my mississippi mills informal residents’ survey final results

Of all the comments on my Mississippi Mills Informal Residents’ Survey (which I first talked about on The Millstone here), this is one of my favourites:

“It has been my experience that a community is only as strong as the commitment of the people who live in it,” one respondent wrote in the Q 8 comment field in on my Mississippi Mills residents’ survey.

“When I see myself as part of a community, it affects how I work with others,” he or she elaborated. “I tend to notice my neighbours and their needs. I reach out to a friend, even when I would rather watch TV. I participate in a committee because it is for not just me but my neighbour, my community.”

The 260 people who responded to the survey, which I conducted independently in October to satisfy my own curiosity, left a total of 218 comments on the five survey questions that included comment fields. The majority of the comments are positive, constructive and/or hopeful in some way. The minority, not so much. That’s normal. We are diverse. Our experiences, thoughts and opinions are also diverse.

I administered the survey online using Survey Monkey with links via the Friends of Mississippi Mills Facebook page and the article in The Millstone.

Here are the results in full (PDFs of the comments may be read at the links after each of the pie charts):

Q 2: Ninety-one (91) per cent of the respondents agreed or strongly agreed with the statement “I love living in Mississippi Mills.” One of the 260 respondents skipped this question.

Thirty-seven respondents left comments on Q 2; I subjectively classified them as positive, negative and neutral; some comments were both positive and negative. The comments are here.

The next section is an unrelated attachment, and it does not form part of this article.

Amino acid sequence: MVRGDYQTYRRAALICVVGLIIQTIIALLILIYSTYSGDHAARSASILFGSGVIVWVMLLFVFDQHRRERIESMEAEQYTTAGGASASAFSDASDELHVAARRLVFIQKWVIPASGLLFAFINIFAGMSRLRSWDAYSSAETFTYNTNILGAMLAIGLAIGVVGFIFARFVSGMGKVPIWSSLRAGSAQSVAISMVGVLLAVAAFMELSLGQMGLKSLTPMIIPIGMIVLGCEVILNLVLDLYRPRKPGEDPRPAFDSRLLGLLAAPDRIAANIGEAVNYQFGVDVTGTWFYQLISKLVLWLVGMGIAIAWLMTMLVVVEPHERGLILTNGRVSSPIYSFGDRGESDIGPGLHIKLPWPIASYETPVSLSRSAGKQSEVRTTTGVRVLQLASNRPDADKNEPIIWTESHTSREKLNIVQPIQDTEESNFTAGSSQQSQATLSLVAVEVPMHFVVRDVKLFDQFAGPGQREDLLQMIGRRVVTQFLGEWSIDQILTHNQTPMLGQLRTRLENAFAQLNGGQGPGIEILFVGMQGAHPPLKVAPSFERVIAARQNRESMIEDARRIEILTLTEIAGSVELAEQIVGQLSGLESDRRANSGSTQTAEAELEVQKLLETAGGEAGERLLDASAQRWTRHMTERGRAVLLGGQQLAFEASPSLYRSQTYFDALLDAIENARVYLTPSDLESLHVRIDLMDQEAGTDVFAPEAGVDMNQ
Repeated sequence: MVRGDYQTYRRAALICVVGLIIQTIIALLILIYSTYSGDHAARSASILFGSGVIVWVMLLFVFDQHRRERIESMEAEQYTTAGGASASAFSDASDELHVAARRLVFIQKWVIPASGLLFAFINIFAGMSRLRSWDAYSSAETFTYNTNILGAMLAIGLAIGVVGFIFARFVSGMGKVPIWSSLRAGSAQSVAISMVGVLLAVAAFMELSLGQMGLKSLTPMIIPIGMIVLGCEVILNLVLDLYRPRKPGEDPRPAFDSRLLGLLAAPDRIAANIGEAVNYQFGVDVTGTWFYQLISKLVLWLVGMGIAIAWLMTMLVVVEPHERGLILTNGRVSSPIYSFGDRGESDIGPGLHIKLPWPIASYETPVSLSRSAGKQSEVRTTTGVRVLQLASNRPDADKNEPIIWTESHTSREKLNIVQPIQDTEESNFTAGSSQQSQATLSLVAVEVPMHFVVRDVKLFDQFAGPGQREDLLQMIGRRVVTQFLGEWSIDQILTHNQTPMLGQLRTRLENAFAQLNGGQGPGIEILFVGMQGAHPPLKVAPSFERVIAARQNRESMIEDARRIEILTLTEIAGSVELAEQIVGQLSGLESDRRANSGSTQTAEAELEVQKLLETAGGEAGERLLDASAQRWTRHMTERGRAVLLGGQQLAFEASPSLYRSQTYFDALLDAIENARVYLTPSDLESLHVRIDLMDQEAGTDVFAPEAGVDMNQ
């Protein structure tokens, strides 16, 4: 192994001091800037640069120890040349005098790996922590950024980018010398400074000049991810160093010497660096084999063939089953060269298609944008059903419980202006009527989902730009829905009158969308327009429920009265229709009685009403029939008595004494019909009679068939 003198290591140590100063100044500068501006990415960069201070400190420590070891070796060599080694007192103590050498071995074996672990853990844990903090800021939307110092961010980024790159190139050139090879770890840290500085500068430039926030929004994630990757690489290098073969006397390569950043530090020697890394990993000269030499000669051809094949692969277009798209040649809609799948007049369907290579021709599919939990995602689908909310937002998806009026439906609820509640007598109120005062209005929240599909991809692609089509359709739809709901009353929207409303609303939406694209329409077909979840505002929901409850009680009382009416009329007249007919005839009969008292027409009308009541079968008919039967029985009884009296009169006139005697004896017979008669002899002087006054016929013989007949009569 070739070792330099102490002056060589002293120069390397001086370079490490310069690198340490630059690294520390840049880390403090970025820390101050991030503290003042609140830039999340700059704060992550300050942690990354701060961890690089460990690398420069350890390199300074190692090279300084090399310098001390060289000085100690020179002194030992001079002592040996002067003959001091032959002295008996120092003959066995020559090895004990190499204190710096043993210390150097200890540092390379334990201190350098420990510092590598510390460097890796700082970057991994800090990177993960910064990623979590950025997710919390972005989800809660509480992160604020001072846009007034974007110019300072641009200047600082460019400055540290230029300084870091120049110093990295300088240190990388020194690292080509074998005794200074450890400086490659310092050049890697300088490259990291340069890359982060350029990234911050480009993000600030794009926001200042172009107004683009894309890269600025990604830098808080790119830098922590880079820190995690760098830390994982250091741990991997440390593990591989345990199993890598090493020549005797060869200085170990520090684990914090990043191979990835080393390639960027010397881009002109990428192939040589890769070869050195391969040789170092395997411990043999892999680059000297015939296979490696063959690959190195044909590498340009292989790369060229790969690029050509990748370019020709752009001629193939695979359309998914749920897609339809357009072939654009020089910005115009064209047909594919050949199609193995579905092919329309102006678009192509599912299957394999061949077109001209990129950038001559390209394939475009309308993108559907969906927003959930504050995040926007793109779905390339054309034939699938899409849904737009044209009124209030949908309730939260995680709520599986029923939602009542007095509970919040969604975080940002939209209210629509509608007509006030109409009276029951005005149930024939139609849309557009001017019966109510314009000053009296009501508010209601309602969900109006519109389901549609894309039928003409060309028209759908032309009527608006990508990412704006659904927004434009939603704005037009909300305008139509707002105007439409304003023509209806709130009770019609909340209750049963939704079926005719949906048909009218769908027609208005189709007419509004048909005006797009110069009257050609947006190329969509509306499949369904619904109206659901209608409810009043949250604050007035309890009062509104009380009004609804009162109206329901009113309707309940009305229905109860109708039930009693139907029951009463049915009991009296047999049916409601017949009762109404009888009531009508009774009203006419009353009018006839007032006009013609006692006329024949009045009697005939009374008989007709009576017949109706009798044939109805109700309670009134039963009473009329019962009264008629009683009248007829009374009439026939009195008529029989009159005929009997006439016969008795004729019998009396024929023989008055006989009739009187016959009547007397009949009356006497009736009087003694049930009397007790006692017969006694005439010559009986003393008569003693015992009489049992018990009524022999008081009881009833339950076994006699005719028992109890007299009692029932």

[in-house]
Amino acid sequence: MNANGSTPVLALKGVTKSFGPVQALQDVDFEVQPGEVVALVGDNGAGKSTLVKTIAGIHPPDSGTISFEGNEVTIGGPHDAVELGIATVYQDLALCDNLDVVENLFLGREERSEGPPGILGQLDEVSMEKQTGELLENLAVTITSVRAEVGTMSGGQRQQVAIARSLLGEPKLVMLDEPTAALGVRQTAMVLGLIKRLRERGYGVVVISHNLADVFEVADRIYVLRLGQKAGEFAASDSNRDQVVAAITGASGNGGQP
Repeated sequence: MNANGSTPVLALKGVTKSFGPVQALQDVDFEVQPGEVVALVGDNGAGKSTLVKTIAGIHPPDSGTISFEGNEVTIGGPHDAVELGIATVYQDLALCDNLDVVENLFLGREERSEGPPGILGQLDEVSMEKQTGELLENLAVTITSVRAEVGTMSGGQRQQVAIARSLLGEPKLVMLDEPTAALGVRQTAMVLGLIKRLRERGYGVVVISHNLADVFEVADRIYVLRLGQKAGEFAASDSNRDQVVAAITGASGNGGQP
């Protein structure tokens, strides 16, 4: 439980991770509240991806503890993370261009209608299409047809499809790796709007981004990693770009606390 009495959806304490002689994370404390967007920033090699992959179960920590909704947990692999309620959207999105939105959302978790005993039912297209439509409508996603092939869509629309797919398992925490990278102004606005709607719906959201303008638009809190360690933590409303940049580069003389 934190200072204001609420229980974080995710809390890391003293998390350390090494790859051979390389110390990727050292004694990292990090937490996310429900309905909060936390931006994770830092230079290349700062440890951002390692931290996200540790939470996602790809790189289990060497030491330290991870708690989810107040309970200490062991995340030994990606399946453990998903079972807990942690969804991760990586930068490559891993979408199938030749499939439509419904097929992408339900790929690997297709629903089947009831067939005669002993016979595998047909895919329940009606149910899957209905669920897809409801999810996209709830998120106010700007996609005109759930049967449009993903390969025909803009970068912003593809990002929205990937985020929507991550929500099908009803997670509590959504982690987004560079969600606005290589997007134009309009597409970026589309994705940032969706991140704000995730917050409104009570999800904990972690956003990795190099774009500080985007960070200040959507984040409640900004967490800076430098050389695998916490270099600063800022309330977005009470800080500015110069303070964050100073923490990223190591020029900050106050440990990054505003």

Q 3: Eighty-four (84) per cent of the respondents agreed or strongly agreed with the statement “I think Mississippi Mills can be made to be a better place to live.” About 13 per cent neither agreed nor disagreed.


There were forty-seven (47) comments in total of which twenty-three (23) were versions of “There’s always room for improvement.” The other twenty-four (24) comments on Q 3 are here.

Q 4: Ninety-six (96) per cent of the respondents agreed or strongly agreed with the statement “I believe the MM Municipal Council and MM residents should work together to make MM a better place to live.”

There were thirty (30) comments in total in reference to Q 4 above. The comments are here.

Q 8: The largest number of comments were generated by Q 8, which asked respondents if they wished to “add anything.”

One hundred and one (101) respondents commented on Q 8; eleven (11) of those said a version of “No, nothing more to add.” I have removed those eleven comments from the list, and reproduced the other ninety comments in a PDF which may be read here.

The full results (not including the comments), may be viewed as a PDF here.


I asked three demographic questions:

  • length of time living in Mississippi Mills (Q 5)
  • age (Q 6)
  • gender identification (Q 7).

Respondents have lived in the municipality for varying lengths of time. Thirty-one (31) per cent have lived in Mississippi Mills more than 20 years, and about 14 per cent said they have lived here all of their life, regardless of their age. Interestingly, like me, almost 16 per cent of the respondents have lived in Mississippi Mills less than three years; that’s only about two per cent more than have lived here their whole life.

The bar chart of the age range of respondents is somewhat “bell shaped,” “skinny” on either end and “fat” in the middle. Of the 260 respondents, eight were over 80 years old, and half that many were between 20 and 30. The largest number, almost 28 per cent, were aged 60 to 70 years old.

Finally, with respect to demographics, female respondents outnumbered male respondents by more than two to one.



note to self: do not argue with people whose purpose is to argue


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